"Extensive analysis of the chemical composition of marine plankton has revealed that the ratio relating carbon, nitrogen, and phosphorus is 106 : 16 : 1 (by atoms) (i.e. C : N = 7 : 1 and N : P = 16 : 1). This is commonly referred to as the Redfield ratio. Decomposition of this organic matter occurs according to the same ratio. However, Atkinson and Smith (1983) have recently shown that benthic marine macroalgae and seagrasses are much more depleted in phosphorus and less depleted in nitrogen, relative to carbon, than are phytoplankton. The median ratio C : N : P for seaweeds is about 550 : 30 : 1 (I.e., C : N = 18 : 1 and N : P = 30 : 1). An important ramification of these observations is that the amounts of nutrients required to support a particular level of net production are much lower for macroalgae than for phytoplankton. In addition, seaweeds, on average, should be less prone to phosphorus limitation with their N : P ratio of 30 : 1 than are phytoplankton, with an N : P ratio of 16 : 1. The high C : N : P ratios in seaweeds are thought to be due to their large amounts of structural and storage carbon, which vary taxonomically. Niell (1976) found higher C : N ratios in the Phaeophyceae than in either the Chlorophyceae or Rhodophyceae. The average carbohydrate and protein contents of seaweeds have been estimated at about 80% and 15%, respectively, of the ash-free dry weight (Atkinson and Smith 1983). In contrast, the average carbohydrate and protein contents of phytoplankton are 35% and 50%, respectively (Parsons et al. 1977)." (Lobban and Harrison, 1994)
Therefore the protein requirement to ‘build’ phytoplankton is significantly higher than that needed to ‘build’ seaweed. Zooplankton depend entirely upon phytoplankton for food. Undoubtedly, zooplankton as a group also have a protein content that is significantly higher than that of seaweeds, and maybe even higher than that of phytoplankton…fish being typically a more concentrated protein source than vegetables.
The ability of macroalgae to store nutrients and to thrive in poorer water than can plankton and plankton feeders, plus the lack of competition for the space today - these factors seem to explain today’s heavier growth of rockweed on wharves once dominated by attached plankton feeders. This reversal of dominance from barnacles to rockweeds can also sometimes be seen on rocky coastline such as that at Hall's Harbour, discussed above.
(Looking to the tropics…might this particular insight also help to explain the recent phenomenon of macroalgal overgrowth and displacement of corals on many ‘pristine’ coral reefs? Corals have many unique features, but they share a few important basics with barnacles; both are sessile suspension feeders, dependent for food upon zooplankton delivered by the seawater. Maybe this is a key to gaining a deeper understanding of the
coral story as well.)
Seaweeds may well thrive in less rich water than that which is required to support an abundance of plankton and plankton feeders, yet seaweeds today in Atlantic Canada are showing worrisome signs of nutrient shortage themselves (see
seaweed article on this website).
Compared to 50 years ago, in coastal rural Nova Scotia today 'the barnacle belt isn’t wearing any barnacles!' Literally true, this is easily observed in the few locations where careful records were made 53 years ago. The significant decline of barnacles is a simple observation, yet a valid one, which provides another piece of evidence of the insidious (and largely unsuspected) trend of overall marine biomass depletion that has been occurring in the open ocean ecosystem. Do today’s scientific estimates of marine productivity account for the current relative lack of 'barnacle productivity?' How close are our scientific assessments to the truth? The decline in 'barnacle productivity' is one of many missing pieces of information that must be considered by anyone attempting to make an accurate assessment of the health, vitality and 'productive capacity' of the ocean. Are humans most capable of truly measuring such a thing…or perhaps are the lowly barnacles better equipped to factor in all of the variables and demonstrate the truth of the matter?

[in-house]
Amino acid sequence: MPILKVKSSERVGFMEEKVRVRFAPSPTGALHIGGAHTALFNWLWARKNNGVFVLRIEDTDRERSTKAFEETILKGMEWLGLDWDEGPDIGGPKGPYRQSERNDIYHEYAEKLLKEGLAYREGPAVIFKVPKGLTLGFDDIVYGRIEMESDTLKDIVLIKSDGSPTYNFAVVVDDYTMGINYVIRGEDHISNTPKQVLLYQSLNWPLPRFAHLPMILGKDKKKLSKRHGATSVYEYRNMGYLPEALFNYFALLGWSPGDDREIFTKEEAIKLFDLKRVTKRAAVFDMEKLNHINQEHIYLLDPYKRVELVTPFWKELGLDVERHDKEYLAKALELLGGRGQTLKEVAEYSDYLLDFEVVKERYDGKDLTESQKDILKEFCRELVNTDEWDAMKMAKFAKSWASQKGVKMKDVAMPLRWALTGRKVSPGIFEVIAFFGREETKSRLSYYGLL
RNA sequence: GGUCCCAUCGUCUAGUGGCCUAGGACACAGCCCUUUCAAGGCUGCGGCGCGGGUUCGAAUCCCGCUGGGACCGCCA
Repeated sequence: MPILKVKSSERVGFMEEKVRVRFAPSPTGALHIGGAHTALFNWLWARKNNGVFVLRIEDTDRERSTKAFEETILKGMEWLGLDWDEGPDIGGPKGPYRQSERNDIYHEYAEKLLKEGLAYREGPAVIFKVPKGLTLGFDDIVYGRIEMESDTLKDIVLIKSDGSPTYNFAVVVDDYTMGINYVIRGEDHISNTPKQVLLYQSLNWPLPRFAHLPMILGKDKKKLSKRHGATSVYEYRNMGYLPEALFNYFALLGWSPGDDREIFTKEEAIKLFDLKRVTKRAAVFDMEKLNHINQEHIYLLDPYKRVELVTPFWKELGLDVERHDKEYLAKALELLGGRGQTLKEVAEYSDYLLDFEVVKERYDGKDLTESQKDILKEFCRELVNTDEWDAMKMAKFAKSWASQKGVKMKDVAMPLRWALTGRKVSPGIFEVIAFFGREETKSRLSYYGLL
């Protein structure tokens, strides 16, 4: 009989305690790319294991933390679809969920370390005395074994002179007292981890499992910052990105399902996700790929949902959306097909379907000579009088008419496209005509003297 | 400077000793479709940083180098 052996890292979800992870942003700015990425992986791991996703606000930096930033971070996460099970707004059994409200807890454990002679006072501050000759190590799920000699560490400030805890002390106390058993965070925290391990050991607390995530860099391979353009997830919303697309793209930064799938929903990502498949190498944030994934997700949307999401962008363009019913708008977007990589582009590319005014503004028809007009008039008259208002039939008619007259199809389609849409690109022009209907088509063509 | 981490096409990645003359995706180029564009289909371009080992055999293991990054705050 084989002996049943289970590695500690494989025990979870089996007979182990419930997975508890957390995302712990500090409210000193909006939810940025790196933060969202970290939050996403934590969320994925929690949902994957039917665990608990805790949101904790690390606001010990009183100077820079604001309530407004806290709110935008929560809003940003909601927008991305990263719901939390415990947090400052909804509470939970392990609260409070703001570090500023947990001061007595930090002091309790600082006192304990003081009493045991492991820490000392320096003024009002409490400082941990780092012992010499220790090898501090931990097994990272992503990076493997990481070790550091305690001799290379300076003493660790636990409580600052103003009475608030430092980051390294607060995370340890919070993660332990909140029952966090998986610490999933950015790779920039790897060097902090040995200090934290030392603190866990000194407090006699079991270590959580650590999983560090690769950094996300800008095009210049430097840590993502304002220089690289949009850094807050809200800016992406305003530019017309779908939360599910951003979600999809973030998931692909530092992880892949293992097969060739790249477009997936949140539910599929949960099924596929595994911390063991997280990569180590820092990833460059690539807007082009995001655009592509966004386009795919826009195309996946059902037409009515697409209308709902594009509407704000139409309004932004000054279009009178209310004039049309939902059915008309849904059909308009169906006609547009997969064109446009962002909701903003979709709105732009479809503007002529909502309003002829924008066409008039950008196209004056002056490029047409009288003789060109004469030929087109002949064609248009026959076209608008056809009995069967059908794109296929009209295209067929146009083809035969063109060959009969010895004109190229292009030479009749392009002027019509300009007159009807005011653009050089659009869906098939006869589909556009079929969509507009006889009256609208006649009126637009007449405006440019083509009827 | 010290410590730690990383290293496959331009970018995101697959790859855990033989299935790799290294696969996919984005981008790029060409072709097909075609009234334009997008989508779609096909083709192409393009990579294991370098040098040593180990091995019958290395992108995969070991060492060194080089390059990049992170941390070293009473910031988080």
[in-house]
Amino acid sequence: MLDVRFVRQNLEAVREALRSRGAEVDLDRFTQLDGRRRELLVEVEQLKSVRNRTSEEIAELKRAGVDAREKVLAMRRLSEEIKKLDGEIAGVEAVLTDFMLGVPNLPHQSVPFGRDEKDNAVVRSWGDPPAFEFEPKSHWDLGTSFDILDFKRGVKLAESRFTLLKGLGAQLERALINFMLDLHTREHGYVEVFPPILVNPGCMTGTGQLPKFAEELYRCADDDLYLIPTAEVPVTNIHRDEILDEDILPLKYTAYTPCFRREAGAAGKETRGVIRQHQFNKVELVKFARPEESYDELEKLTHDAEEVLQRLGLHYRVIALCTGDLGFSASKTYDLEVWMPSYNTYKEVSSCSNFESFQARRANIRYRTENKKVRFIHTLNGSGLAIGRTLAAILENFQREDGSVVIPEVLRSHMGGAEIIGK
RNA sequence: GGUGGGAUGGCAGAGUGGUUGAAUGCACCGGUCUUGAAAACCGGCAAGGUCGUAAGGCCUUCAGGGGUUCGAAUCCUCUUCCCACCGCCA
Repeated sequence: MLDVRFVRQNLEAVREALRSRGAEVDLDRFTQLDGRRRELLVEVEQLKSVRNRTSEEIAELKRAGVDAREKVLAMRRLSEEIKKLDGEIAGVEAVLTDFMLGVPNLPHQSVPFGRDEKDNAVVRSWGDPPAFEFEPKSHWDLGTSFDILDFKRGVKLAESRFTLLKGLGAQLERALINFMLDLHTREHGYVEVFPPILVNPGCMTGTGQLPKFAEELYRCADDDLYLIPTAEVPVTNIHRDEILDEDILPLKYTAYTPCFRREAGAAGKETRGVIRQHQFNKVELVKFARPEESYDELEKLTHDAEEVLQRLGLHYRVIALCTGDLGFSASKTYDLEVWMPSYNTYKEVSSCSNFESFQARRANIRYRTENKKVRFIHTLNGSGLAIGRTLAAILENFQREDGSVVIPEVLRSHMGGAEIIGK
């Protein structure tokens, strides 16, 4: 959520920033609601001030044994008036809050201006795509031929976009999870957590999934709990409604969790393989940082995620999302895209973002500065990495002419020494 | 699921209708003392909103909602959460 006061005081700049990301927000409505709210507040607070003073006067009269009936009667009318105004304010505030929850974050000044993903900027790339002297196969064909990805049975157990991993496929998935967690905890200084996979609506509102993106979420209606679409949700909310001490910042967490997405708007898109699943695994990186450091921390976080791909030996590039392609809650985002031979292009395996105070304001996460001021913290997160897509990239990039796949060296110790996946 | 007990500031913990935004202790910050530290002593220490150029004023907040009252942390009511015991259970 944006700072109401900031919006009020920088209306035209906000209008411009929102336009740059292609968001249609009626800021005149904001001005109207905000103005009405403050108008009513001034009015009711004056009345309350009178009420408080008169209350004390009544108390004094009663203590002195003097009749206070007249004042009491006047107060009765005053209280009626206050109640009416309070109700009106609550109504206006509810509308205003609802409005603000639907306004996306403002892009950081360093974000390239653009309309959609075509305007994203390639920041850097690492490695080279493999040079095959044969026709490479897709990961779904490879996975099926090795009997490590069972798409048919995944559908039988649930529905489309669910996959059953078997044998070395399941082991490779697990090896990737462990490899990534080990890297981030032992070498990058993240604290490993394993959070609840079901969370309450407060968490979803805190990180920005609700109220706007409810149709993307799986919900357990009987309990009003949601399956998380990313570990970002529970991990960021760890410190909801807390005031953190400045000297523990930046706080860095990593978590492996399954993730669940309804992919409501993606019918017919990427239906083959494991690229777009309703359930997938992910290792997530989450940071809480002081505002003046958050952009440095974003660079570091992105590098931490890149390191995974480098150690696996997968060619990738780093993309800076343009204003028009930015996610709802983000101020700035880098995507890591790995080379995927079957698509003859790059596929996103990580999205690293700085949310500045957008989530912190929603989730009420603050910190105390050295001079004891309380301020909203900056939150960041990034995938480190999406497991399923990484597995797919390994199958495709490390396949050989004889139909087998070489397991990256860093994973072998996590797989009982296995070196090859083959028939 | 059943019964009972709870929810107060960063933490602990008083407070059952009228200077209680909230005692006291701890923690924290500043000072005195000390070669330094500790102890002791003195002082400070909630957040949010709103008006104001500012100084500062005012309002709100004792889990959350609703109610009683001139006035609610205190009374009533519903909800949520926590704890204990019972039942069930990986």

Nutrient depletion of the open ocean…a terrible realization, a terrible prospect…might this be the reason why this particular ‘hypothesis’ is never proposed, because it’s just too awful to contemplate?
But science must be objective; it is utterly irrelevant whether or not we ‘like’ a particular theory, the important thing is only whether or not the theory explains the observations…
P.S. During the years of their study the Stephensons visited rocky shores on many other parts of the globe. Their 1972 book "Life Between Tidemarks on Rocky Shores" contains careful descriptions - and a few fairly good photographs - of barnacle belts that existed at identifiable locations in other parts of Canada and in other countries. It would be very interesting to revisit those bits of rocky coastline today and document the extent of barnacle growth there now for comparison. The book contains reasonable black and white photographs that record the position of barnacle belts, in the 1940s, at the following locations:
Brandon Island (inside Departure Bay on Vancouver Island, Canada)
Victoria (headland near harbour entrance, also on Vancouver Island, Canada)
Point Sinclair (South Australia)
Wilson’s Promontory (Victoria, Australia)
Port Arthur (Tasmania - this one shows a belt of Galeolaria rather than barnacles, which might be similarly useful)
Newcastle (New South Wales, Australia - also shows Galeolaria)
Great Barrier Island (North Island, New Zealand)
Sound of Jura (western Scotland)
Kerry (southwest Ireland)
Sutherland (northwest Scotland)
My thanks are due to the people that assisted with the barnacle survey. Providers of boat rides and physical and moral support were Kathy Bell, Michael LeBlanc, Nacho Chavarria Fuentes and Karen Lewis.
Also greatly appreciated was the support and encouragement for this research offered by the late Dr. Don E. McAllister.